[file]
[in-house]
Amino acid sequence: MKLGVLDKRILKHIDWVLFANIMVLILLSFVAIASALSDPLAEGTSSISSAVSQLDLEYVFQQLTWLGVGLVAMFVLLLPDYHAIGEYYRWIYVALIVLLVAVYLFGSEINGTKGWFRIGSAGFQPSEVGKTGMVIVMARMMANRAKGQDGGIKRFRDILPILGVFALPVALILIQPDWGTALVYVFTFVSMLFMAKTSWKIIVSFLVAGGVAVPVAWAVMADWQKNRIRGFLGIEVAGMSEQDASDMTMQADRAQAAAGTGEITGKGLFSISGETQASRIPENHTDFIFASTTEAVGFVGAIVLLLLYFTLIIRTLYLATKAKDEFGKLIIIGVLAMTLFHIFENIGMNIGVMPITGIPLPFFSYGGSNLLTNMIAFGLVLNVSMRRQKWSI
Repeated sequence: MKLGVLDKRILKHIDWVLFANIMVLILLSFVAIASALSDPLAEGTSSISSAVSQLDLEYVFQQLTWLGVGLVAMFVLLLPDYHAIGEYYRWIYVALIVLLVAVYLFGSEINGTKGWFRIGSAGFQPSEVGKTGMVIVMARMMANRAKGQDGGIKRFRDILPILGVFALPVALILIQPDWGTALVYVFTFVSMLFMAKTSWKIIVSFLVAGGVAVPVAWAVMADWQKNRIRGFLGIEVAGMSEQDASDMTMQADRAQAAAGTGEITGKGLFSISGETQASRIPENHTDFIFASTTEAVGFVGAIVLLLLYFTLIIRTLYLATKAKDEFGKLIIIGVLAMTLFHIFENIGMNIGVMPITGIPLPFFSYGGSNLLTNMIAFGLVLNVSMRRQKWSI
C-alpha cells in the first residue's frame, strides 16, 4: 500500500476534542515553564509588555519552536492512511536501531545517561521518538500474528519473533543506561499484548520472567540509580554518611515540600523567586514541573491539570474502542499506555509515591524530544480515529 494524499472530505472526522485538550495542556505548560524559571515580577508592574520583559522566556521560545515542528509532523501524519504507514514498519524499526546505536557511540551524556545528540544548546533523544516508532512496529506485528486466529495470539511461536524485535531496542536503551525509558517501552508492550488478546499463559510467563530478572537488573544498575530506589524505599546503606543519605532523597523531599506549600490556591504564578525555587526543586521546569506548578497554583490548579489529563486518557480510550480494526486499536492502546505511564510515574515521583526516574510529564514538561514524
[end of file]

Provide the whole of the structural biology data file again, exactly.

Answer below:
[in-house]
Amino acid sequence: MKLGVLDKRILKHIDWVLFANIMVLILLSFVAIASALSDPLAEGTSSISSAVSQLDLEYVFQQLTWLGVGLVAMFVLLLPDYHAIGEYYRWIYVALIVLLVAVYLFGSEINGTKGWFRIGSAGFQPSEVGKTGMVIVMARMMANRAKGQDGGIKRFRDILPILGVFALPVALILIQPDWGTALVYVFTFVSMLFMAKTSWKIIVSFLVAGGVAVPVAWAVMADWQKNRIRGFLGIEVAGMSEQDASDMTMQADRAQAAAGTGEITGKGLFSISGETQASRIPENHTDFIFASTTEAVGFVGAIVLLLLYFTLIIRTLYLATKAKDEFGKLIIIGVLAMTLFHIFENIGMNIGVMPITGIPLPFFSYGGSNLLTNMIAFGLVLNVSMRRQKWSI
Repeated sequence: MKLGVLDKRILKHIDWVLFANIMVLILLSFVAIASALSDPLAEGTSSISSAVSQLDLEYVFQQLTWLGVGLVAMFVLLLPDYHAIGEYYRWIYVALIVLLVAVYLFGSEINGTKGWFRIGSAGFQPSEVGKTGMVIVMARMMANRAKGQDGGIKRFRDILPILGVFALPVALILIQPDWGTALVYVFTFVSMLFMAKTSWKIIVSFLVAGGVAVPVAWAVMADWQKNRIRGFLGIEVAGMSEQDASDMTMQADRAQAAAGTGEITGKGLFSISGETQASRIPENHTDFIFASTTEAVGFVGAIVLLLLYFTLIIRTLYLATKAKDEFGKLIIIGVLAMTLFHIFENIGMNIGVMPITGIPLPFFSYGGSNLLTNMIAFGLVLNVSMRRQKWSI
C-alpha cells in the first residue's frame, strides 16, 4: 500500500476534542515553564509588555519552536492512511536501531545517561521518538500474528519473533543506561499484548520472567540509580554518611515540600523567586514541573491539570474502542499506555509515591524530544480515529 494524499472530505472526522485538550495542556505548560524559571515580577508592574520583559522566556521560545515542528509532523501524519504507514514498519524499526546505536557511540551524556545528540544548546533523544516508532512496529506485528486466529495470539511461536524485535531496542536503551525509558517501552508492550488478546499463559510467563530478572537488573544498575530506589524505599546503606543519605532523597523531599506549600490556591504564578525555587526543586521546569506548578497554583490548579489529563486518557480510550480494526486499536492502546505511564510515574515521583526516574510529564514538561514524